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BOURDON, JEAN (sometimes called M. de Saint-Jean or Sieur de Saint-François), seigneur, engineer, surveyor, cartographer, business man, procurator-syndic of the village of Quebec, head clerk of the Communauté des Habitants, explorer, attorney-general in the Conseil Souverain; b. c. 1601 at Saint-André-le-Vieil in Rouen; d. 1668 at Quebec.
He arrived in the colony on 8 Aug. 1634, together with his friend Abbé Jean Le Sueur; he was a bachelor and had the title of engineer to the governor. As soon as he arrived he settled on the outskirts of Quebec, on the Sainte-Geneviève hill. On 5 April 1639 Governor Huault de Montmagny made him a commoner’s grant of the 50 acres of land that he had been occupying from the beginning, and that he had named “terre Saint-Jean.” He built a mill, and a chapel where his friend Jean Le Sueur was to officiate. Later, on 19 March 1661, the Compagnie de la Nouvelle-France was to transform this first land-concession into a noble fief.
Jean Bourdon received several other seigneuries in return for his services. On 30 July 1636 he obtained the Rivière au Griffon seigneury, which was one league by three in area. On 1 Dec. 1637 he was granted the seigneury of Autray, measuring half a league by two, which he was to give to his son Jacques on 20 Dec. 1653. On 10 March 1646 Montmagny granted him commoner’s rights to the Saint-François domain, on condition that he would build a wooden fort there to protect Quebec from the Iroquois. At first Bourdon owned only a part of this land, but Abbé Le Sueur subsequently gave him his portion. Governor Jean de Lauson, on 25 April 1655, made this property into a noble fief. On 15 Dec. 1653 Bourdon received the seigneury of Dombourg (anagram of Bourdon), which was situated at the spot now called Pointe-aux-Trembles, and which he intended for his son Jean-François. A few days later, on 21 December, the governor granted him the seigneury of La Malbaie, which was four leagues in depth. On 30 March 1655 he acquired the arriere-fief of Saint-Anne, in the Lauson seigneury, which he was to give to the Ursulines to pay his daughter Anne’s dowry.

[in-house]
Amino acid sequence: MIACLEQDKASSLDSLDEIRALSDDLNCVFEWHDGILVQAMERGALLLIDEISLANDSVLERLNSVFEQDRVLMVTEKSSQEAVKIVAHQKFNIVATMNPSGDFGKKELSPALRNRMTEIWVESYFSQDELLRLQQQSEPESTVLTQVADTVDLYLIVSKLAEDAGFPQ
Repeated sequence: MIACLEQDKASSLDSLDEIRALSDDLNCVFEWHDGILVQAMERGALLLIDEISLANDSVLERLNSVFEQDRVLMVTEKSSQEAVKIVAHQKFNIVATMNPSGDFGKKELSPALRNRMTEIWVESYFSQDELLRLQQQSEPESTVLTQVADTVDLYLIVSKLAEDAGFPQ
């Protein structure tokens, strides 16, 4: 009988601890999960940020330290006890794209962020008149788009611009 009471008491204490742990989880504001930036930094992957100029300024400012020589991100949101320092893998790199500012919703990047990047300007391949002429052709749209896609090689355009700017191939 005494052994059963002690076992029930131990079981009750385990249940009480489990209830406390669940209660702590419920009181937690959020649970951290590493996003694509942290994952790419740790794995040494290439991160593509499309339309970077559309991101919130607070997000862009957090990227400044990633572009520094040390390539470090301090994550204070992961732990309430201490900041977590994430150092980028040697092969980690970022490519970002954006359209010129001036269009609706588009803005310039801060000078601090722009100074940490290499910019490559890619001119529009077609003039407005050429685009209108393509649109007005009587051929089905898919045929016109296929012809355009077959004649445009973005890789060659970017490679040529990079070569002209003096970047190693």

Jean Bourdon does not seem to have devoted too much time to exploiting his seigneuries. He lived on the Saint-Jean fief, which he had put under cultivation and on which he had constructed “a large main building, and a smaller block of buildings including a chapel, two barns, and three granaries.” He carried on his profession as an engineer and surveyor. He instituted a survey of the town of Quebec, directed building operations, and settled disputes relating to land. During his stay in France in 1641–42 he even drew up a detailed map of the region between Quebec and Cap Tourmente, including the Île d’Orléans. In 1653 he went into partnership with Jean Paul Godefroy and Louis d’Ailleboust, in order to establish three-way trade between Canada, the West Indies, and France.
Jean Bourdon became a prominent figure in the colony. In 1645 he was appointed acting governor of Trois-Rivières. The following year he went with Father Jogues to the Iroquois country, to consolidate the peace treaty concluded the previous summer at Trois-Rivières between Montmagny and the Indian chiefs, who had been represented particularly by the orator Kiotseaeton. He set off on 16 May and arrived in the Iroquois country on 7 June. On the tenth the meeting with the chieftains took place. The peace treaty was renewed, but with some reservations. An epidemic of smallpox among the Iroquois coincided with the departure of Jogues and Bourdon from the Iroquois country; some warlike chieftains accused Jogues of witchcraft and the peace was broken. Jogues and Bourdon were back at Trois-Rivières on the twenty-ninth.